The production team was especially insightful in overcoming one of the most glaring challenges that the High Pilots faced in recording Only Human: not developing and treating new songs, but rather how to approach recording and arranging songs that had been in the band’s live repertoire for some time. “‘Young and Hungry,’ for example. I probably started writing that song two years ago. When something’s around that long, you lose quite a bit of perspective. We got it to a place where everyone lit up in the studio where everyone said ‘yeah, that’s right , that’s it.’ ‘Here in My Hands,’ and ‘Painted Cave’ were others that posed similar challenges. This is one area where it really helps to bring in a producer, because they’re only hearing the song for the first time, and they’re giving you their immediate reaction. It just helps tremendously to bounce off of the producer for these songs that had already gone through so many versions, and that we’d been playing for so long.” at the album as a whole, Only Human doesn’t have an overt theme or concept, yet there is a kind of unity among the songs. “I feel like with Only Human, after looking at the bunch of songs you have and the ten that landed on the record, you realize after the fact that they kind of tie together. Overall it’s kind of the steam of the opening track ‘Get Up;’ It’s about everybody makes mistakes, everybody and their mother makes mistakes. You can’t sit around and feel miserable and regretting them, you’ve got to just get out there and live. The album’s kind of a pep talk, if you will. That kind of pep talk or motivation is what we want to get across.”

With the LP wrapped, the High Pilots are taking a few weeks to catch their collective breath before heading back out on the road to support Only Human. The tour will take them across North America for the latter half of the summer. Despite having just returned from a stint on the road, Tommy and the High Pilots are looking forward to heading back out. “We’re very pumped on the fact that the record will have been out for 6-8 weeks at that point. I’m excited to get out and see people’s reactions, seeing fans singing along. We were testing out a lot of these songs on this last run, but the audience was just hearing them for the first time, just taking it in. I’m very excited that they’ll have heard it for a few months. And we’re going to Canada for the first time, so we’re really excited about that.”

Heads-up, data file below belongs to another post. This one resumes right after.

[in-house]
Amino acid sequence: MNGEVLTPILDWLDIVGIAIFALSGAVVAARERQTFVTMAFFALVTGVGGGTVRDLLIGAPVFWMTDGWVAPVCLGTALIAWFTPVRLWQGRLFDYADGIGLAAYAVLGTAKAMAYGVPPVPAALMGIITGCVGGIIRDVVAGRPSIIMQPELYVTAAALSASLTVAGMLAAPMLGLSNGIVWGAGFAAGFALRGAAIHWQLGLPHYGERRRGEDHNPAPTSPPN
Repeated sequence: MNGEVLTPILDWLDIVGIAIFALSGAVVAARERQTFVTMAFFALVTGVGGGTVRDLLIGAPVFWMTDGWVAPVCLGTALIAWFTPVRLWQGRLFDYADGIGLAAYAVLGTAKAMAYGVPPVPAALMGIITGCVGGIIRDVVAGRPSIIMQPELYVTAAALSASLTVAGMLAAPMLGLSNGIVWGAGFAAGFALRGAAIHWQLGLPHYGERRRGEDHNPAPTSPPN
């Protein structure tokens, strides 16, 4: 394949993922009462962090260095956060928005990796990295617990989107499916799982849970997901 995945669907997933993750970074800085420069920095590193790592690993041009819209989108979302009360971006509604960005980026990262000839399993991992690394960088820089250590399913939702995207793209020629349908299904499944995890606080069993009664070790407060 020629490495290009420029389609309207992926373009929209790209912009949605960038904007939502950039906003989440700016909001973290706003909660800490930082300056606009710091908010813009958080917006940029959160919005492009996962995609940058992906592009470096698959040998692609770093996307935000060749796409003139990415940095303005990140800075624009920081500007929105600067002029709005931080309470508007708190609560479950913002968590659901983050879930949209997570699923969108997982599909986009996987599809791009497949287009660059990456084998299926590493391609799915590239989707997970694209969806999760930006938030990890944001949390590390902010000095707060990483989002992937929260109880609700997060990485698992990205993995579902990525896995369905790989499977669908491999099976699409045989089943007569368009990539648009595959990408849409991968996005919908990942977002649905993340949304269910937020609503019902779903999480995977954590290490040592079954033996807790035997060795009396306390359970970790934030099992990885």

While a number of the songs on Only Human have already had some stage time, Tommy points out that the stage and studio each have their own unique challenges and strengths. “In the studio you have the freedom to add a bit more production, more texture. We’re always interested in something exciting, sonically speaking. When we play live, it’s the four of us, so one of the tough things is that we don’t have three extra musicians on stage to fill out everything. On the other hand, the energy that we put out live hopefully makes it not matter, because you’re seeing and hearing it in a new light. We never get complaints from the crowd as far as oh i didn’t hear this instrument or that instrument.’ It’s presented in a new way on stage. You never want to hear exactly what you hear on the record, because at that point you might as well just listen to the record. But live you have to be in that moment; in the studio you have to find that moment, on the stage you have to live it. There’s something created in having an audience and a band together that you don’t get in the studio or you don’t get in just putting on headphones and listening the record.”

Looking ahead to that live dynamic that Tommy and the High Pilots will be forging this summer, a full announcement and itinerary for the tour will come from the band on June 4th (stay tuned to their Twitter and Facebook pages for updates, as well as Until then, Only Human is in stores and online May 28th. Recalling his earlier comments regarding the differences between stage and studio, Tommy simply suggests to take a listen to the LP; “If you like what you hear, come and see it live — we think you’ll like it even more.”